When Gary Neville first got in contact with us over a year ago we were always hopeful of an interview. Even since retiring, the former Manchester United captain has made a great effort to remain in contact with fans.
The timing of the interview was convenient with the official Manchester United members magazine being released as an annual print. A journalist at the club, who previously contributed to Stretty News, called in October to ask about my favourite player growing up.
I had no idea at the time I’d be meeting Gary Neville just months later.
I was asked who my favourite was, not exactly the best that I had seen. Gary epitomised everything about Manchester United for me growing up and I wanted a taste of that. David Beckham and Roy Keane came close but moments like that celebration against Liverpool stand out massively for me as a red.
The transition going from player to being a commentator.
“Everything is different. When you’re at United all you ever think about is United. Even when you eat you think is this the right thing to eat because you’re playing football tomorrow or I’ve got a game in two days. Everything was related to your football life so you’re in a routine like a bubble and the reason I wanted to get out of it and break clear was because it’s been many years at United.
“The manager [Sir Alex Ferguson] at the time asked me about some sort of coaching role with the younger groups but I just felt that I needed to get out and explore in order to find a new life.
“United has been my life since I was 5-years of age and it [playing for United] was all I wanted to do. The transition, for me, was about stepping out of the game and a bit away from United and give 3 or 4 years doing different things as opposed to tying myself down to one thing.
“Roy Hodgson’s call completely surprised me. I just thought it was too good of an opportunity to turn down. I love England as a country and I obviously played 85 times so coaching was part of the exploration for me to learn and develop myself. That was the one thing I had not planned.”
It wasn’t always an easy ride. You were once voted most hated or disliked footballer in the country and it’s something you touched on in the autobiography. In terms of rivals, City and Liverpool, it’s probably right but at United the fans loved you. Nowadays that you are on TV, giving insight and analysis, a lot of those rivals are going back on their word saying ‘you know, I actually like Gary Neville.’ Is that weird?
“It is weird. What I found is that the difficult thing in the last few years, particularly when you are on social media, if you praise Manchester United you’re bias. If you say something critical of someone than you’re a traitor. If you criticise City then you’re bias. If you praise City then they love you and you’re a traitor. It’s a no-win situation but I have to say there were times when maybe I’ve got it wrong — maybe too far one way or too far the other — but that’s life. Sometimes you might praise or criticise too much.
“There have been a couple of times, particularly in the first couple of years, where if United weren’t doing well I was probably more critical because it meant more. I think generally I have been balanced over the four years with every team. Liverpool played at Old Trafford last season and beat us 3-0. There wasn’t one of the United fans that walked out of the stadium saying ‘United played well’ or ‘Liverpool weren’t better than us’. Most of the time I think I’m saying what most of the fans are saying.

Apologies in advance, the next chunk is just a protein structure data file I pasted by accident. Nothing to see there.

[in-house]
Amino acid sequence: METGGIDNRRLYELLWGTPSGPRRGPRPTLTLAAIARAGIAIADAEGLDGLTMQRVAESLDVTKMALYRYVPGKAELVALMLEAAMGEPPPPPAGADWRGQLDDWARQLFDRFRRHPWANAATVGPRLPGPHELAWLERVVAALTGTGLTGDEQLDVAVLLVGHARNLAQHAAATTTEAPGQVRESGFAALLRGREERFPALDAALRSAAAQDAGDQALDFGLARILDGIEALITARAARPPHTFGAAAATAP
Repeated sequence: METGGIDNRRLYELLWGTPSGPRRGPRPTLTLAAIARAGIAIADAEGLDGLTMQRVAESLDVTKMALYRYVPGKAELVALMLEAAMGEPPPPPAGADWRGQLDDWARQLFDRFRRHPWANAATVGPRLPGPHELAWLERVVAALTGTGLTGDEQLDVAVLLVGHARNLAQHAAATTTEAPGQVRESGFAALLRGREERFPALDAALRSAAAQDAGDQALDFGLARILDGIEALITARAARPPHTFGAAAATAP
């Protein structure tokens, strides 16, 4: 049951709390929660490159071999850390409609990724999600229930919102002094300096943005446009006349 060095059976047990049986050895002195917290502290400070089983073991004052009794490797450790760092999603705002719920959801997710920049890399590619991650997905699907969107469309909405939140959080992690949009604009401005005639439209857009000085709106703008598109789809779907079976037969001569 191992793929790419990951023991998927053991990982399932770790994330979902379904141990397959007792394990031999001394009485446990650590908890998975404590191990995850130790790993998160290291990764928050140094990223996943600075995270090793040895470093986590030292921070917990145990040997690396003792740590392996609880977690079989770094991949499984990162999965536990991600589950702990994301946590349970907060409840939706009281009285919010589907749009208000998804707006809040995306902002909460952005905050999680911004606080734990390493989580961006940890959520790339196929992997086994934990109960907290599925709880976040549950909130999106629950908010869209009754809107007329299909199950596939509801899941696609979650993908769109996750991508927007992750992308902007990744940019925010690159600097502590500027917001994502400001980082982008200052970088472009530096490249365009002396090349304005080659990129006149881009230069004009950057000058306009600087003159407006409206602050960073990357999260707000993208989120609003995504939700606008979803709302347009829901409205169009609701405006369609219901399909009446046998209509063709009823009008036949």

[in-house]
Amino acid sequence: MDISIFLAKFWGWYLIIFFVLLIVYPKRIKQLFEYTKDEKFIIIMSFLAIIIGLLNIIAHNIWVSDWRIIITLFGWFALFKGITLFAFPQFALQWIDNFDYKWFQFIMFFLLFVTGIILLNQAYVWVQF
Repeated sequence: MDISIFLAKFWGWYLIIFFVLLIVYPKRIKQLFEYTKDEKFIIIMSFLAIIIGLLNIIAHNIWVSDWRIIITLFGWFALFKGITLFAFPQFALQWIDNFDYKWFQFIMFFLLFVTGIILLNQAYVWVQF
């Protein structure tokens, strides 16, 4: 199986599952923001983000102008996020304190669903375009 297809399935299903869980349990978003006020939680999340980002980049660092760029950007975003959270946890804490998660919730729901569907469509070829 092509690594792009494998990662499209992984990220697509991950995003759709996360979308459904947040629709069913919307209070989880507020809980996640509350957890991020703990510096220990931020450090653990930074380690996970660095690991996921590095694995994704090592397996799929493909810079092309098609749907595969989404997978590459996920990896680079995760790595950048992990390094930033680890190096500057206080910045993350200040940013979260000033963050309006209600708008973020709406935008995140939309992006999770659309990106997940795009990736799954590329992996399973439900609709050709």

“Sometimes you’ve got to bite your lip when people ask ‘how can you remain so impartial’ but ultimately it’s a job. I remember being at the Liverpool game a few weeks ago and Rooney scores. My heart is pounding more inside than it ever does when there’s a goal scored as I’m commentating. I want to scream but I need to control myself. ‘Right, Martin is speaking. Martin is speaking. Calm down Gary.’ What you say has got to be professional.”
At that Liverpool game Gary’s chant was sung by United fans. When you hear that it must make it even more difficult to be objective?
“At that Liverpool game last season when David Moyes was the manager you’ll find that if you listen back to my commentary in that game about 30 minutes in I get angry. There is a tinge of anger coming into my voice, I’m not happy. I’m angry with the way we’re too open. 4-2-4 against Liverpool who have blitzing everyone at the time.
“Then, against Liverpool this time, I’m controlling my enthusiasm because I’m there, Rooney scores and then a second goes in and you know the crowd are going to be bouncing for the next half hour. This is the game that you love. 3-0 up against Liverpool with 30 minutes to go is like football heaven. You are dancing on the grave for 30 minutes in your own stadium. They were the games that you absolutely loved as a player, tingling in your side because you know the ground is bouncing but then your mind is bringing you back to professionalism and what the people at home want to hear.
“You have got to remember that a lot of United fans in the country and some don’t want to hear about how good we are. They want to hear the truth if United have played well or not. That is the control that I have constantly had to put in. If it’s a game like United v Stoke, home or away, it’s not as bad. But when it’s like United v City or United v Liverpool you are learning to control your emotions both ways. If we are losing you’ve got to stop being a fan getting angry. If we are winning you’ve got to stop being too enthusiastic.”
Thoughts on the chant: Gary Neville is a red, is a red, is a red. Gary Neville is a red, he hates Scousers.